AAM 2018

The 2018 Annual Meeting of the American Alliance of Museums is underway, and there is a strong showing of MASS Action collaborators here this year. If you are in Phoenix for the conference, please come say hello! Follow #AAM2018 and #MassActionMia to join and participate in the conversation.


Karleen Gardner
Creating Place and Space: Museums and the Immigration Experience
1:00 PM - 2:15 PM
Location: 127 ABC

Chris Taylor
Impact and Scalability: Building Civic Engagement into Every Museum
2:30 PM - 3:45 PM
Location: 224 AB

Omar Eaton-Martinez
Interviews from 2040: Leadership and Sustainability, Truth and Reconciliation 
4pm to 5:15pm
Location: 126 ABC           

Nicole Ivy
Beyond Diversity: Lessons from the AAM DEAI Working Group
4:00 PM - 5:15 PM
Location: 125 AB

Michelle Moon, Heather Nielsen, Sonnet Takahisa
I Made It at the Art Museum: Maker Spaces in Art Museums
4:00 PM - 5:15 PM
Location: 122 AB

Jason Porter
30th Annual Excellence in Exhibition
4:00 PM - 5:15 PM
Location: 229 AB

Emily Potter-Ndiaye
Engaging Teens through History: Careers and Workforce Development
4pm - 5:15pm
Location: 222 ABC           


Cinnamon Catlin-Legutko, Ben Garcia
Decolonizing the Museum: Reflection, Vision, and Change
8:45 AM - 10:00 AM
Location: 131 ABC

Museums & Race Transformation and Justice Lounge
See M&R website for full schedule and information. Follow @MuseumsandRace #MuseumsandRace to join the conversation.
Monday 12pm – Wednesday 12pm
Location: Booth 1704 in the Expo Hall

Cinnamon Catlin-Legutko, Nicole Ivy, Margaret Middleton, Aletheia Wittman
Open Forum on Diversity, Equity, Accessibility, and Inclusion
1:30 PM - 3:30 PM
Location: 224 AB

Christine Lashaw
Beyond Words: Immersive Interpretive Strategies in Art Exhibitions
1:45 PM - 3:00 PM
Location: 125 AB

Jason Porter
(Non)Profiteering: Mission versus Margin
1:45 PM - 3:00 PM
Location: 225 AB

Lauren Zalut
Engaging the System: Museums Working in the Incarceration System
1:45 PM - 3:00 PM
Location: 128 AB

DivCom + #drinkingaboutequity meetup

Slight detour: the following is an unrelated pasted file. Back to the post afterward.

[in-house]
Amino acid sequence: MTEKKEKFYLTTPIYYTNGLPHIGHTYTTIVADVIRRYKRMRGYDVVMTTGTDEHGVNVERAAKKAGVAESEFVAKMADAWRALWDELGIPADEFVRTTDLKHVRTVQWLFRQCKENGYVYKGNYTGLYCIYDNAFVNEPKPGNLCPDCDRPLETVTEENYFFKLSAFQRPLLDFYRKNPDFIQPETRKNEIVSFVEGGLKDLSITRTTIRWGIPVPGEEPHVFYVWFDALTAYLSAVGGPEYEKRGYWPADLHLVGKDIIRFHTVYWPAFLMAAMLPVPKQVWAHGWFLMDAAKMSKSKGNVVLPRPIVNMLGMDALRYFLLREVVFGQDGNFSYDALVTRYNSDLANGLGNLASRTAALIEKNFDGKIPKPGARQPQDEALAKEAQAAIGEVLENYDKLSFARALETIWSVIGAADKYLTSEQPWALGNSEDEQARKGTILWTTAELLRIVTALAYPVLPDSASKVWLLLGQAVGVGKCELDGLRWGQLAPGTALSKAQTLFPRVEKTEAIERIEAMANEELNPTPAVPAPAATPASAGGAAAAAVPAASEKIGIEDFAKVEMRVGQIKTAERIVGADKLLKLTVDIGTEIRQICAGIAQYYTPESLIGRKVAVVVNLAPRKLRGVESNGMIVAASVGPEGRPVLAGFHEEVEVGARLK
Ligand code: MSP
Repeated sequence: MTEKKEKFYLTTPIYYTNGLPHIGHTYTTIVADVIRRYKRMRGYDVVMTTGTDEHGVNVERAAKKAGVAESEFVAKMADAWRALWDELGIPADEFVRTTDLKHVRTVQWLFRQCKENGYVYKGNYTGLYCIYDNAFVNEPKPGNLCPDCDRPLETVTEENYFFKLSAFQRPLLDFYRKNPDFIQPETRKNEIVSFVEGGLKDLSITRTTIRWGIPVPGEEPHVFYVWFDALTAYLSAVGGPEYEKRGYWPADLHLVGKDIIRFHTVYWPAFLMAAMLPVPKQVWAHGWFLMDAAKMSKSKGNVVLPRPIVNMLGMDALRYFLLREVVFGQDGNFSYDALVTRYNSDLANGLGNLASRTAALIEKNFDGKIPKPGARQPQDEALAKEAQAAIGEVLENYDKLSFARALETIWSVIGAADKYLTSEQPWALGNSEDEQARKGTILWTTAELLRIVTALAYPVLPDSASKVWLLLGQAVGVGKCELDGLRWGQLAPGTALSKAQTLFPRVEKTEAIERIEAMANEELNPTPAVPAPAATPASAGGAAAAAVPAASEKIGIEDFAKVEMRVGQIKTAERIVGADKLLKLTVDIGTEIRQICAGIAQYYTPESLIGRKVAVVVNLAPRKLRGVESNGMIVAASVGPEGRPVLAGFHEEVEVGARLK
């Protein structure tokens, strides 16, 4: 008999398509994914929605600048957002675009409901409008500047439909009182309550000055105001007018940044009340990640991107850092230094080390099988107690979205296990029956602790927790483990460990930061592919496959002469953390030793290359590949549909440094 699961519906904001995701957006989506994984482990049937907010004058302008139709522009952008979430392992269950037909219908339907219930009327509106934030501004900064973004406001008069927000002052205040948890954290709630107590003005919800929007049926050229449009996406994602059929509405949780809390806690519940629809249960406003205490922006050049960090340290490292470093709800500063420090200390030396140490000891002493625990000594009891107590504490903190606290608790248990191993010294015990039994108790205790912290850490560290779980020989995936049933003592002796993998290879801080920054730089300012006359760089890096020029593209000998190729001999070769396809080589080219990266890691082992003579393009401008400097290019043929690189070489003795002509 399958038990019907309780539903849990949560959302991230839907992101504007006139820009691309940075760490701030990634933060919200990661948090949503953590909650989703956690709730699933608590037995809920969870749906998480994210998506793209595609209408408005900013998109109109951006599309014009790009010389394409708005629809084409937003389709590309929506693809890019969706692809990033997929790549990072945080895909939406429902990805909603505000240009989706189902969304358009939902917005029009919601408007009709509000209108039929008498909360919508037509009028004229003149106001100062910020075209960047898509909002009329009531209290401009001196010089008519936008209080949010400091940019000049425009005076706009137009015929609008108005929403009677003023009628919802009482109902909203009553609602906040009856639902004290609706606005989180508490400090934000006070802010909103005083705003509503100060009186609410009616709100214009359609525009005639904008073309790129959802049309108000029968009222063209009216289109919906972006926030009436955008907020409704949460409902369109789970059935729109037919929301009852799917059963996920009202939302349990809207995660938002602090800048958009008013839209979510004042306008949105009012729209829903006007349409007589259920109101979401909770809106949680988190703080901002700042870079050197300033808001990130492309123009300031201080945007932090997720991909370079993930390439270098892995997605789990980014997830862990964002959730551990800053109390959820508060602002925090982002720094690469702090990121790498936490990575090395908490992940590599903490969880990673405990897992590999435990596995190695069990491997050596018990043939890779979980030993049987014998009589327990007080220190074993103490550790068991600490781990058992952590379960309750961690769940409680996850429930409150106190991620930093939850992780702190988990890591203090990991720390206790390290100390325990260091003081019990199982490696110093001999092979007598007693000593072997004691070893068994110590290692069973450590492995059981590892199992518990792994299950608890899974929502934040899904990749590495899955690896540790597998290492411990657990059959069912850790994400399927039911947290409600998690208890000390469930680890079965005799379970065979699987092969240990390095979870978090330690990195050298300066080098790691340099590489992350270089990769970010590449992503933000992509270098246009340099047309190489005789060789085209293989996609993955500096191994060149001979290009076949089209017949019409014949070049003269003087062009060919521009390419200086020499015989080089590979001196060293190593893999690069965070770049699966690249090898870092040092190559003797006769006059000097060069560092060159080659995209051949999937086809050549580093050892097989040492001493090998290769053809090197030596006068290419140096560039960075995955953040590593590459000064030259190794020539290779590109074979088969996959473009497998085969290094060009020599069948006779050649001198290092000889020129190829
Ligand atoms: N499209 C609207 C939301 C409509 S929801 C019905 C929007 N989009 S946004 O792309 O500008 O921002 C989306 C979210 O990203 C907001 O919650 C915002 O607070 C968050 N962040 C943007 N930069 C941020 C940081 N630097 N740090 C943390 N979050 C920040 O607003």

5:30 – 7pm
Location: Valley Bar 


Chris Taylor
Making Space for (Other) Voices: Challenging Perceptions
8:45 AM - 10:00 AM
Location: 229 AB

Nicole Ivy
Museum Inclusion: New Report from the Mellon Foundation/AAMD
8:45 AM - 10:00 AM
Location: 126 ABC

Janeen Bryant
Are Museums the Rightful Home for Confederate Monuments?
8:45 AM - 10:00 AM
Location: 129 AB

Alice Anderson
Measuring Awe and Critical Thinking in Museums
1:30 PM - 2:45 PM
Location: 227 ABC

Marjorie Bequette
Learning from Non-Visitors: Finding Better Ways to Reach Out to and Serve Underrepresented Groups
1:30 PM - 2:45 PM
Location: 129 AB

Elisabeth Callihan, Divya Rao Heffley
Experimental Museum Processes: New Models for Collaboration, Agency, and Voice
1:30 PM - 2:45 PM
Location: 225 AB

Latino Network
Latinos in Conversation on Global Immigration Politics and Policies
4:30 PM - 5:30 PM
Location: 123

MASS Action Happy Hour + Diversity, Equity, Accessibility, Inclusion Mixer
5:30 – 7 PM
Location: Hyatt Hotel 


Kayleigh Bryant-Greenwell, co-moderator
Keynote Speaker: Donovan Livingston & Frank Waln
9:00 AM - 10:00 AM
Location: North Ballroom

Janeen Bryant, Omar Eaton-Martinez, Ben Garcia, Stacey Mann
Museums and Race Report Card: Looking Back to Move Forward
10:15 AM - 11:30 AM
Location: 129 AB           

Cinnamon Catlin-Legutko, Gretchen Jennings, Chris Taylor
The Empathetic Museum: Mission Impossible?
10:15 AM - 11:30 AM
Location: 225 AB

Joanne Jones-Rizzi, Kenneth Morris
A Change in Elevation: Museums Rising to the Challenge of Equity
10:15 AM - 11:30 AM
Location: 128 AB

Wendy Ng
Case Study: Activating Agentic Indigenous Voices and Ancestral Objects through Digital Learning
10:15 AM - 10:45 AM
Location: 228 AB

Margaret Middleton
Building Capacity Through Social Justice: Lessons from Children's Museums
11:45 AM - 1:00 PM
Location: 227 ABC



It’s Time to Listen: This Guggenheim Project Showed the Importance of Lending an Ear

Contributed by Rachel Ropeik